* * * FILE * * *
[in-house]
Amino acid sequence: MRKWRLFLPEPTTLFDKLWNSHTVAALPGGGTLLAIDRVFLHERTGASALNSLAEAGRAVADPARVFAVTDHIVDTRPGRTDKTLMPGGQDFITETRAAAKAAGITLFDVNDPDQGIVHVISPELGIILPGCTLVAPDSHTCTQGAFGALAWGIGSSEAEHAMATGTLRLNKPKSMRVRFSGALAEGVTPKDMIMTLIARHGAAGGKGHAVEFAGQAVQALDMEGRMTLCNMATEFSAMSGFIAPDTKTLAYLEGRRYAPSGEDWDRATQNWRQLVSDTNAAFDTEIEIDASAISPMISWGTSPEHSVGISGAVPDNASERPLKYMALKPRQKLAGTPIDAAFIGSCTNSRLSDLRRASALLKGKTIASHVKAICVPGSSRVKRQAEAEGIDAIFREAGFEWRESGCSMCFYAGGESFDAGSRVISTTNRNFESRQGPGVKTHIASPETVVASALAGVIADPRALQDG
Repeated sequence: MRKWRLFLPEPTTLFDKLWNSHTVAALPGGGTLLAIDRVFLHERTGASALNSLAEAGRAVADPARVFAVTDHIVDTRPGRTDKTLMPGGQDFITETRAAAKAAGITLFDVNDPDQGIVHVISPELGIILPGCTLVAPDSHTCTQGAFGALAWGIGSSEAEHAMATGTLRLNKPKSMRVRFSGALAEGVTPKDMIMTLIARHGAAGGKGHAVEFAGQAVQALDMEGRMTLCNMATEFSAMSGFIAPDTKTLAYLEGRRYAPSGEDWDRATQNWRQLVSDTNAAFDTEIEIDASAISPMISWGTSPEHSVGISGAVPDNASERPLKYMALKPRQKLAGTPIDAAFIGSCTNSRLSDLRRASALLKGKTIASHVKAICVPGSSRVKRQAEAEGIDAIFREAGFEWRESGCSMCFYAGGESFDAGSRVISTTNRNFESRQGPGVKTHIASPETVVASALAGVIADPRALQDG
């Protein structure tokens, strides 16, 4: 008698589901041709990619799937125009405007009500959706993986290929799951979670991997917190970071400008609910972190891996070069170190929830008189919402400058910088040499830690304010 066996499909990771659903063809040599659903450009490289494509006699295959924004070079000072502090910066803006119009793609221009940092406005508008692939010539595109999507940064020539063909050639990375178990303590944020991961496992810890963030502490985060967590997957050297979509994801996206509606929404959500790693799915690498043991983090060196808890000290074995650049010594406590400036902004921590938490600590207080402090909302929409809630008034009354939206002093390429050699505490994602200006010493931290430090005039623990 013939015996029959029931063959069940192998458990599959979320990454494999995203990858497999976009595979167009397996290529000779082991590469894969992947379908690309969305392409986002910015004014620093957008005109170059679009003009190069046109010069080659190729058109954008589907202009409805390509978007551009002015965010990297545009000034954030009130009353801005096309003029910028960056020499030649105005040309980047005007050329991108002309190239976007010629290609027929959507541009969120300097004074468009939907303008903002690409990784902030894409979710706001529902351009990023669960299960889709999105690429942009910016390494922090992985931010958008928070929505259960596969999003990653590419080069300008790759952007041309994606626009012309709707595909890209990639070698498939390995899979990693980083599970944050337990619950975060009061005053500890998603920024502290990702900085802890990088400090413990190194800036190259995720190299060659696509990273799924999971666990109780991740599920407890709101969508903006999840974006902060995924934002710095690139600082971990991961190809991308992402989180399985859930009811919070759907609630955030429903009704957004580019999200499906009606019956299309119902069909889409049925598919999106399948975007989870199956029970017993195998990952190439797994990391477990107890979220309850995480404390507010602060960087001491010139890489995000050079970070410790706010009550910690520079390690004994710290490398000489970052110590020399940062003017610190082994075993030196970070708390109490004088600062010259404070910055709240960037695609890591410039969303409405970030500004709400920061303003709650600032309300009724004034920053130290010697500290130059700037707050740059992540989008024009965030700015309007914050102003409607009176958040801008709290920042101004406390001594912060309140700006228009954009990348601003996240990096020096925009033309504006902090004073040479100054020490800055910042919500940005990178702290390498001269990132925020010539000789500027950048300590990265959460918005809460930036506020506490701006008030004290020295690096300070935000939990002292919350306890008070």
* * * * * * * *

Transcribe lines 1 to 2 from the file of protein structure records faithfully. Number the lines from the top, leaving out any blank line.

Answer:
[in-house]
Amino acid sequence: MRKWRLFLPEPTTLFDKLWNSHTVAALPGGGTLLAIDRVFLHERTGASALNSLAEAGRAVADPARVFAVTDHIVDTRPGRTDKTLMPGGQDFITETRAAAKAAGITLFDVNDPDQGIVHVISPELGIILPGCTLVAPDSHTCTQGAFGALAWGIGSSEAEHAMATGTLRLNKPKSMRVRFSGALAEGVTPKDMIMTLIARHGAAGGKGHAVEFAGQAVQALDMEGRMTLCNMATEFSAMSGFIAPDTKTLAYLEGRRYAPSGEDWDRATQNWRQLVSDTNAAFDTEIEIDASAISPMISWGTSPEHSVGISGAVPDNASERPLKYMALKPRQKLAGTPIDAAFIGSCTNSRLSDLRRASALLKGKTIASHVKAICVPGSSRVKRQAEAEGIDAIFREAGFEWRESGCSMCFYAGGESFDAGSRVISTTNRNFESRQGPGVKTHIASPETVVASALAGVIADPRALQDG